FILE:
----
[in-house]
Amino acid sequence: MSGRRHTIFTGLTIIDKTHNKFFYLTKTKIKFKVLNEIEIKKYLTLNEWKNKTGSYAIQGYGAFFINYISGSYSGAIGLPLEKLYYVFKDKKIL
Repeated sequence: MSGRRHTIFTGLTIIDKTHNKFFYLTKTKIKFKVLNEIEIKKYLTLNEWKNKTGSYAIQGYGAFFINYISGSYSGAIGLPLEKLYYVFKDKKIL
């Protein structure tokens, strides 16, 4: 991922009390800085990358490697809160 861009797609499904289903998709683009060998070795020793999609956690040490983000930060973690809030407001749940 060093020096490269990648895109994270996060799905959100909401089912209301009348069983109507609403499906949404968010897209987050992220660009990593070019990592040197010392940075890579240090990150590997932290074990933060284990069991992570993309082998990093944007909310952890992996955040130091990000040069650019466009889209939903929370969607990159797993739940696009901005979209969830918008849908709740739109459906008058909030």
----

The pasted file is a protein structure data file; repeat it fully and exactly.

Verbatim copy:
[in-house]
Amino acid sequence: MSGRRHTIFTGLTIIDKTHNKFFYLTKTKIKFKVLNEIEIKKYLTLNEWKNKTGSYAIQGYGAFFINYISGSYSGAIGLPLEKLYYVFKDKKIL
Repeated sequence: MSGRRHTIFTGLTIIDKTHNKFFYLTKTKIKFKVLNEIEIKKYLTLNEWKNKTGSYAIQGYGAFFINYISGSYSGAIGLPLEKLYYVFKDKKIL
């Protein structure tokens, strides 16, 4: 991922009390800085990358490697809160 861009797609499904289903998709683009060998070795020793999609956690040490983000930060973690809030407001749940 060093020096490269990648895109994270996060799905959100909401089912209301009348069983109507609403499906949404968010897209987050992220660009990593070019990592040197010392940075890579240090990150590997932290074990933060284990069991992570993309082998990093944007909310952890992996955040130091990000040069650019466009889209939903929370969607990159797993739940696009901005979209969830918008849908709740739109459906008058909030």